“When she arrived in Chicago, it wasn’t at all like she imagined,” Ms. Geddes told jurors. “Her big break had turned into her nightmare.”
Elizabeth Geddes, the assistant U.S. attorney delivering the closing statement at R. Kelly’s federal trial in Brooklyn this week, is an experienced prosecutor with a background in cases involving racketeering — the complex top charge that Mr. Kelly faces.
Ms. Geddes has worked in Brooklyn’s Eastern District for 15 years, where she currently heads the civil rights section of the office’s criminal division. During closing arguments this week, she has painstakingly worked her way through the underlying accusations against Mr. Kelly, seeking to convince jurors that he was at the center of a criminal enterprise that abused underage boys and girls, and women, for decades.
Ms. Geddes helped prosecute a large federal organized crime case in 2011, and the following year her case against the Colombo crime family led 38 defendants to plead guilty. Ms. Geddes later received the Bradford Award, bestowed to assistant U.S. attorneys for outstanding performance, based on “a variety of investigations and prosecutions resulting in the near complete dismantlement of the Colombo crime family.”
Racketeering charges are often used to prosecute organized crime, and in 2019 Ms. Geddes worked on a case that saw the indictment of another 20 defendants, including 11 Colombo crime family members and associates. That racketeering case involved accusations of extortion and loan-sharking.
Even as new accusers began to speak out against Mr. Kelly at the height of the MeToo movement, several women continued to stand alongside him.
But one who publicly defended Mr. Kelly in a widely viewed 2019 television interview has since joined the case against him. On Thursday, Elizabeth Geddes, an assistant U.S. attorney delivering the government’s closing argument at Mr. Kelly’s trial, told jurors that the woman’s earlier defense of Mr. Kelly demonstrated the dominance he held over her life.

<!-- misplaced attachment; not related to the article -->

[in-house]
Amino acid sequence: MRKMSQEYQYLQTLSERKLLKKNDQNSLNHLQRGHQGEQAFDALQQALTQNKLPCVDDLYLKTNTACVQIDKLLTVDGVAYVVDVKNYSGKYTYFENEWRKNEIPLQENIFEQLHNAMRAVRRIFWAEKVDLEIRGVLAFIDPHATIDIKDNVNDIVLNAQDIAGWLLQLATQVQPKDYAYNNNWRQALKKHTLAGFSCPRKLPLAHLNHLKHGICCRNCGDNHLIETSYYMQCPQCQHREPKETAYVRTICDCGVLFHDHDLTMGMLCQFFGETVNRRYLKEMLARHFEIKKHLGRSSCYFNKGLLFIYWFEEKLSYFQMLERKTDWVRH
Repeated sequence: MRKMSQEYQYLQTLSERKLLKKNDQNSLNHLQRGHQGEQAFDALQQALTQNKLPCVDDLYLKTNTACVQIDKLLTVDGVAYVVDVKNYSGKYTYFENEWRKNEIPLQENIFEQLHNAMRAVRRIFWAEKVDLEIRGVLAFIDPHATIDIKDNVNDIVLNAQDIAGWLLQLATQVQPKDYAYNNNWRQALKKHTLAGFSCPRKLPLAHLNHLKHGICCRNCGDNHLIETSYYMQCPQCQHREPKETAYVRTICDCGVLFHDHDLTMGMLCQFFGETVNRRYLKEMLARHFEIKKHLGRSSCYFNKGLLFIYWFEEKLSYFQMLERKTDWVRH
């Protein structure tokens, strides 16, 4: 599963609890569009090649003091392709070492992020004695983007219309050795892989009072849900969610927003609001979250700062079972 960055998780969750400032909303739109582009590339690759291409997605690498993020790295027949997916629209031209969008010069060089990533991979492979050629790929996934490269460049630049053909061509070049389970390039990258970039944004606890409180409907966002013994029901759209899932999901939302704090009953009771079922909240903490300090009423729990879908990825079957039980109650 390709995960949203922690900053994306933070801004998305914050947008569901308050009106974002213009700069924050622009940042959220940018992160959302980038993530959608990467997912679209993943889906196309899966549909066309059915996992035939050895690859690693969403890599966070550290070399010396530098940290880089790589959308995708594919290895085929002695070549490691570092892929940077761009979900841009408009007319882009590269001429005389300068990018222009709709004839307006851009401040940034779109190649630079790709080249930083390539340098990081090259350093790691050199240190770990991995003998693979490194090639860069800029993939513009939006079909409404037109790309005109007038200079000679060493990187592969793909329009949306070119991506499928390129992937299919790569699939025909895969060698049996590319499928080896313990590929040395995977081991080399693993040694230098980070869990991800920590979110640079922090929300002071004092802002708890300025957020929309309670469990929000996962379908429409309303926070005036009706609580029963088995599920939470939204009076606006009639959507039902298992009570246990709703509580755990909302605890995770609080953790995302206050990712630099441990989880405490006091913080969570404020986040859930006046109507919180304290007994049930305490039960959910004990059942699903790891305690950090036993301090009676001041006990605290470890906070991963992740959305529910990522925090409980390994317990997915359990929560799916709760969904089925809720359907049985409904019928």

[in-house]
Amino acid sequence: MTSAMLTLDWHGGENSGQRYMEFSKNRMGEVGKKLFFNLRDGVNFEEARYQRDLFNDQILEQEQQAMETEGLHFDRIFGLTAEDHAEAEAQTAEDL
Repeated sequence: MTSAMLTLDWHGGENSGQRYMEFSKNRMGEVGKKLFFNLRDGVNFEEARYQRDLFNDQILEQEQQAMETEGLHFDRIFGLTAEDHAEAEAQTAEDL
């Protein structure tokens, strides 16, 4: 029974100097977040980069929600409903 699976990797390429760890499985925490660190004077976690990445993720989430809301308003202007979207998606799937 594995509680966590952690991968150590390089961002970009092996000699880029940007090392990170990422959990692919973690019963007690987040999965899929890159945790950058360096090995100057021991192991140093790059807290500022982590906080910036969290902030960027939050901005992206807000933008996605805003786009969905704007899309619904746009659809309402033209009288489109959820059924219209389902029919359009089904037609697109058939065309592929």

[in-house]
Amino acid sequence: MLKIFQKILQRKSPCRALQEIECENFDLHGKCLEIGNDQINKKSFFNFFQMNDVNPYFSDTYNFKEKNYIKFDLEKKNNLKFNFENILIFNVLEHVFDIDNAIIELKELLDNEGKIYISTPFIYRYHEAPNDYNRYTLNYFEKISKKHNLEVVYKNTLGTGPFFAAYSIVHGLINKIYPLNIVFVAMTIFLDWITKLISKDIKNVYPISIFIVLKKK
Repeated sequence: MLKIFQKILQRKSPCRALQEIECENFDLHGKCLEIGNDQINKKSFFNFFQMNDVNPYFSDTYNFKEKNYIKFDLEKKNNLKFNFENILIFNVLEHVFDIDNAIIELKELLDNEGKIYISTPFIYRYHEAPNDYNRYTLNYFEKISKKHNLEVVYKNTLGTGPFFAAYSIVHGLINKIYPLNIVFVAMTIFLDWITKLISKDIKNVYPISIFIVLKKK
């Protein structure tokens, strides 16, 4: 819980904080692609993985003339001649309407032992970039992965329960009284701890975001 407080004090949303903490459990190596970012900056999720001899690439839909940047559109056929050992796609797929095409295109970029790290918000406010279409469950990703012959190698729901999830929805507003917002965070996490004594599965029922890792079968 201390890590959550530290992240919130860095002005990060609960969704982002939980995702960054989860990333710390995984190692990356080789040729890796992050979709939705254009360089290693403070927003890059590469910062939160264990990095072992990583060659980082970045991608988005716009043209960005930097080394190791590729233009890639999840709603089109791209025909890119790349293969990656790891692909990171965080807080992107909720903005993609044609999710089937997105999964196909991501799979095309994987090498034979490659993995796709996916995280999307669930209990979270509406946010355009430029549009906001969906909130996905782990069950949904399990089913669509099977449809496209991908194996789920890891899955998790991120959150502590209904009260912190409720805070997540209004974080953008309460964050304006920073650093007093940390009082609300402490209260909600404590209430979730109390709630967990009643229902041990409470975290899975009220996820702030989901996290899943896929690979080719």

“The defendant started to indoctrinate her when she was just 17,” Ms. Geddes said.
She said Mr. Kelly used several methods to control the woman, who testified under a pseudonym: physical abuse; threats of long term confinement; and brainwashing her into following his strict rules. Ms. Geddes recalled the woman’s testimony that she was underage and an aspiring singer when Mr. Kelly began sexually abusing her.
The woman’s testimony included some of the most graphic accounts of any accusers and lasted longer than any witness, including that she was once instructed to eat feces as discipline for not following his commands.
“The defendant’s way in his world is the right way — and the only way,” Ms. Geddes said.
She added that Mr. Kelly cut off the woman from other people in her personal life, telling her to delete social media and email accounts. “He was trying to isolate her and so many others,” Ms. Geddes said, “making it less likely that they would have the strength to walk away.”
The woman’s testimony is likely to be among the most crucial to the case’s outcome. Four counts of violations of the Mann Act, an anti-sex-trafficking law that the singer faces, center on her, and several of the underlying accusations in the racketeering charge also involve her.
But jurors will have to reconcile the woman’s disturbing testimony with the extensive cross-examination she faced from Mr. Kelly’s lawyers.
The singer’s defense team homed in on several discrepancies between her testimony and interviews she gave to federal officials beginning in January 2020, including that she named two different California cities as where she and the singer first had sexual intercourse.
The defense lawyers tried to cast her involvement with Mr. Kelly as an elaborate plot by her parents to lure the singer into sex with an underage girl and then blackmail and “exploit” him.
R. Kelly inspired intense fear in many of his accusers, including a woman who said he abused her after she broke one of his strict rules, Elizabeth Geddes, an assistant U.S. attorney, told jurors during her closing arguments on Thursday.
Ms. Geddes revisited the testimony of the woman, Jerhonda Pace, who said Mr. Kelly physically and sexually assaulted her as a teenager after she once failed to acknowledge him when he entered a room.
“The defendant was livid,” Ms. Geddes said. “He attacked her. He slapped her. He choked her until she passed out.”
She added: “Jerhonda violated one of the defendant’s cardinal rules” — and “he reminded her of everything he was capable of doing.”
The descriptions came on the second day of Ms. Geddes’s closing arguments at the end of Mr. Kelly’s five-week trial in New York. He has pleaded not guilty to all the charges against him.